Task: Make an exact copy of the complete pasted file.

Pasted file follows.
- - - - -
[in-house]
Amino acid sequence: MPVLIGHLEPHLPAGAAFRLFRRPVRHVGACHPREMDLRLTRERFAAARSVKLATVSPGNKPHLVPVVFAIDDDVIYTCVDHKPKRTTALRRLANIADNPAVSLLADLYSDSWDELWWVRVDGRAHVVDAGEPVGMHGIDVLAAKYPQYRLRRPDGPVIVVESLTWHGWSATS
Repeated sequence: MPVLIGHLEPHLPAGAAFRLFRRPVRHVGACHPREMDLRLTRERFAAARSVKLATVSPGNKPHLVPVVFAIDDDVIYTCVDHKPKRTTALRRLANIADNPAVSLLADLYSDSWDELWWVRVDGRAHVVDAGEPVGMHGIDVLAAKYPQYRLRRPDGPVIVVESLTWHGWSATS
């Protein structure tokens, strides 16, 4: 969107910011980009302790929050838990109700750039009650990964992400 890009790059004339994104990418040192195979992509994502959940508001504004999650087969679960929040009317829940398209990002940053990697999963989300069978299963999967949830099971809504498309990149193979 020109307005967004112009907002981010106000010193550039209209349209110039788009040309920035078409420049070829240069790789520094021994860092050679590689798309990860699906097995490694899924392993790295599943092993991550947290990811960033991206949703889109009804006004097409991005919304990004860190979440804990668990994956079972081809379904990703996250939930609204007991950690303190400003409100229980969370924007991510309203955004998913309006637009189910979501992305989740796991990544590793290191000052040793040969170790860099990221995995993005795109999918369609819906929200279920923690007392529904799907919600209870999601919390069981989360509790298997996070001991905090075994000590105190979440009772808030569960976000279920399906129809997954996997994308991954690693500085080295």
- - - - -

[in-house]
Amino acid sequence: MPVLIGHLEPHLPAGAAFRLFRRPVRHVGACHPREMDLRLTRERFAAARSVKLATVSPGNKPHLVPVVFAIDDDVIYTCVDHKPKRTTALRRLANIADNPAVSLLADLYSDSWDELWWVRVDGRAHVVDAGEPVGMHGIDVLAAKYPQYRLRRPDGPVIVVESLTWHGWSATS
Repeated sequence: MPVLIGHLEPHLPAGAAFRLFRRPVRHVGACHPREMDLRLTRERFAAARSVKLATVSPGNKPHLVPVVFAIDDDVIYTCVDHKPKRTTALRRLANIADNPAVSLLADLYSDSWDELWWVRVDGRAHVVDAGEPVGMHGIDVLAAKYPQYRLRRPDGPVIVVESLTWHGWSATS
């Protein structure tokens, strides 16, 4: 969107910011980009302790929050838990109700750039009650990964992400 890009790059004339994104990418040192195979992509994502959940508001504004999650087969679960929040009317829940398209990002940053990697999963989300069978299963999967949830099971809504498309990149193979 020109307005967004112009907002981010106000010193550039209209349209110039788009040309920035078409420049070829240069790789520094021994860092050679590689798309990860699906097995490694899924392993790295599943092993991550947290990811960033991206949703889109009804006004097409991005919304990004860190979440804990668990994956079972081809379904990703996250939930609204007991950690303190400003409100229980969370924007991510309203955004998913309006637009189910979501992305989740796991990544590793290191000052040793040969170790860099990221995995993005795109999918369609819906929200279920923690007392529904799907919600209870999601919390069981989360509790298997996070001991905090075994000590105190979440009772808030569960976000279920399906129809997954996997994308991954690693500085080295």